Selling Backup Power in the Wake of Disaster

Sep 21, 2017

Even though New York State was spared from the devastation of recent weather events like Hurricanes Irma, Jose, and Maria, we’re inundated every day by the incredible damage we see on the news. The harrowing stories of flooding, wind damage, and power outages remind us of Superstorm Sandy, and other Northern anomalies that have wreaked havoc on our homes, businesses, and infrastructure in the past.

With each of these events, we see an uptick in backup generator interest. Suddenly, that luxury purchase that people have been putting off starts to seem more like a practicality, if not a necessity.

Unfortunately, most people still don’t understand quite what it takes to install a permanent backup generator. Many folks will call in the days following a big storm, hoping that someone can deliver the equipment and get them powered back up, right there in the middle of a massive power-outage with flood water still pooling on the ground. By the time they can get a contractor out to install their generator, they may have lost interest, or talked themselves out of the purchase.

How can we take advantage of this momentum to get our customers backed up before the next big storm? How can we explain to  our customers that the time to act is now, before the next power outage, and while there’s plenty of time and decent weather to get a rock-solid permanent standby solution installed? Here are just a few ideas:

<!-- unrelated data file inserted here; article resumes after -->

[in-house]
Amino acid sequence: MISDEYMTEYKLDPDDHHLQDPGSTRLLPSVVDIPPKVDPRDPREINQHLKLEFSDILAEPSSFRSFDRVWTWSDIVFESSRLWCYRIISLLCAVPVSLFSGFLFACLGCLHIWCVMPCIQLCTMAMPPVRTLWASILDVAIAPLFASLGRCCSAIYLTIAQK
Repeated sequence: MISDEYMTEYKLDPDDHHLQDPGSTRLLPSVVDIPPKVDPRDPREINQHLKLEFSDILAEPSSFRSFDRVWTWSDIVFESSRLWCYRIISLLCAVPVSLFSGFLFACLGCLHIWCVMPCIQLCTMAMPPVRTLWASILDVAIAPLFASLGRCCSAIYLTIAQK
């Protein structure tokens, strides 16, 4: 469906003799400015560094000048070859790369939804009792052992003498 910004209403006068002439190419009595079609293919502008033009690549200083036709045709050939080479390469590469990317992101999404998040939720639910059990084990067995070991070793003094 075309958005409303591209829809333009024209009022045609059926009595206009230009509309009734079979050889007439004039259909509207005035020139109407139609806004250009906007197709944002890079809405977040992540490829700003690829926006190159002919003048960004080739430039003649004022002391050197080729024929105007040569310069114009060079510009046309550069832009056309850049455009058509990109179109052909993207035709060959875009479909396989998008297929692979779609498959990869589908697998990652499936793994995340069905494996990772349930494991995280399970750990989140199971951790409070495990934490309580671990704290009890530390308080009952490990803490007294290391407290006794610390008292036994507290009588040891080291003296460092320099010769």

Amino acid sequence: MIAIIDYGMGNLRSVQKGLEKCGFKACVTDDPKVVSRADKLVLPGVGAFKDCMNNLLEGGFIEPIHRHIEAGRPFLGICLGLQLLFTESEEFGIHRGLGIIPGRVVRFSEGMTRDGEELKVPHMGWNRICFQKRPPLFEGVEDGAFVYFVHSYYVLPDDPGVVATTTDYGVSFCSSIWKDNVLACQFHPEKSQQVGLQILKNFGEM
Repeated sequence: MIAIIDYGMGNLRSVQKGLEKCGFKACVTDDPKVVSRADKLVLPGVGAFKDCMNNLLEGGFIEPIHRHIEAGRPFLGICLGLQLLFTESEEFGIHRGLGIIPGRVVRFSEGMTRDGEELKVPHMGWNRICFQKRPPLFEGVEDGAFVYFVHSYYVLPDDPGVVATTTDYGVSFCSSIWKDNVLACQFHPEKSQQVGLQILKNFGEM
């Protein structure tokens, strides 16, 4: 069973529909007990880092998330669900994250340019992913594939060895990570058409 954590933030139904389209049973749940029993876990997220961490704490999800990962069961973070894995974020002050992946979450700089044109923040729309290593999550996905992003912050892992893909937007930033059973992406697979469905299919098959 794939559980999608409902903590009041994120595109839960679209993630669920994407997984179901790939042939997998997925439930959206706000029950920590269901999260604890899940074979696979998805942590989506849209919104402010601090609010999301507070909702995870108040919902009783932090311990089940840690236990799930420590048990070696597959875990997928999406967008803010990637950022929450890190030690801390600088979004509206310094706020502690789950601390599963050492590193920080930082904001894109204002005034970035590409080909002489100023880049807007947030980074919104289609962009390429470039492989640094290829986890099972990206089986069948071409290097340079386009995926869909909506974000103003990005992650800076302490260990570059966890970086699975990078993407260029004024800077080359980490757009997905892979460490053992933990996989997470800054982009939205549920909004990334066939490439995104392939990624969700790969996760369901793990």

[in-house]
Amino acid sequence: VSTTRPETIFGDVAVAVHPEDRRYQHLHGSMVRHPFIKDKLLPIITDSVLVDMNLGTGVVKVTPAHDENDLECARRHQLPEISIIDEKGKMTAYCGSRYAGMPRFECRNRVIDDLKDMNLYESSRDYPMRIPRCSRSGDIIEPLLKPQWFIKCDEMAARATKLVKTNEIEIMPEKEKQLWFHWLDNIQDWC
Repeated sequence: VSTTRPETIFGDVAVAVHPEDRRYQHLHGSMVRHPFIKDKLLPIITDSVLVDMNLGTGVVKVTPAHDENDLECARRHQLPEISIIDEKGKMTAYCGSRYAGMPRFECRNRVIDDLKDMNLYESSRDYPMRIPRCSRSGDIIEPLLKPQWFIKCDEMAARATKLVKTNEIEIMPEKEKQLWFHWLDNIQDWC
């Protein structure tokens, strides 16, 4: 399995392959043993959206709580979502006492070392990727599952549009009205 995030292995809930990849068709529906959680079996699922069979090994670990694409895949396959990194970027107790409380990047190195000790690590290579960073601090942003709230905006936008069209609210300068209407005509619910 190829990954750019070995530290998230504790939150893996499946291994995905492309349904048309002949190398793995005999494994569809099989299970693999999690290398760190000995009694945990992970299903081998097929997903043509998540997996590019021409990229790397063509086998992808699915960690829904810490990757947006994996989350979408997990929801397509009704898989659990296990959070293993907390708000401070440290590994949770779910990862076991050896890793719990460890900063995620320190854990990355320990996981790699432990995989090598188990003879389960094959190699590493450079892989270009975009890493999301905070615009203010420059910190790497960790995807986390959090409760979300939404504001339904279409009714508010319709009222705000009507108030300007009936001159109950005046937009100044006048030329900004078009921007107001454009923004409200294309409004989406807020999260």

Remind them of what’s involved in the installation process:

Let your customers know what your average lead-time is for a backup generator installation. Let them know that the process requires gas and electrical work that cannot be done in adverse weather conditions, and that it often takes a few days, if not weeks, to get the equipment delivered and installed. Encourage them not to wait, because once a big storm hits, it’s too late.

Talk about the comfort and safety benefits that come with backup power:

Try to paint a picture for them. Ask them to imagine life without utility power for days at a time, just like the folks they see on the news. What would happen to their food store? Do they use any critical medical equipment that requires electricity? What about their cell phones and their internet connection? In the summer, how crucial is their A/C? Could they still heat their home in the winter?

Remind them that extreme weather and power outages are on the rise:

This study from Inside Energy shows that power outages across the country are doubling every five years on average. They conclude that aging infrastructure, growing populations, and more frequent extreme weather are all contributing to this trend.

No one wants to come off like an ambulance chaser, selling generators in the wake of every storm. Likewise, we don’t want to fear-monger, preaching doom and gloom to scare people into spending their money. We just want to gently remind our clients of the risks they face without backup power, as well as the benefits they can enjoy by having it, and the backdrop of these recent weather events can be a good reference point to help this conversation flow.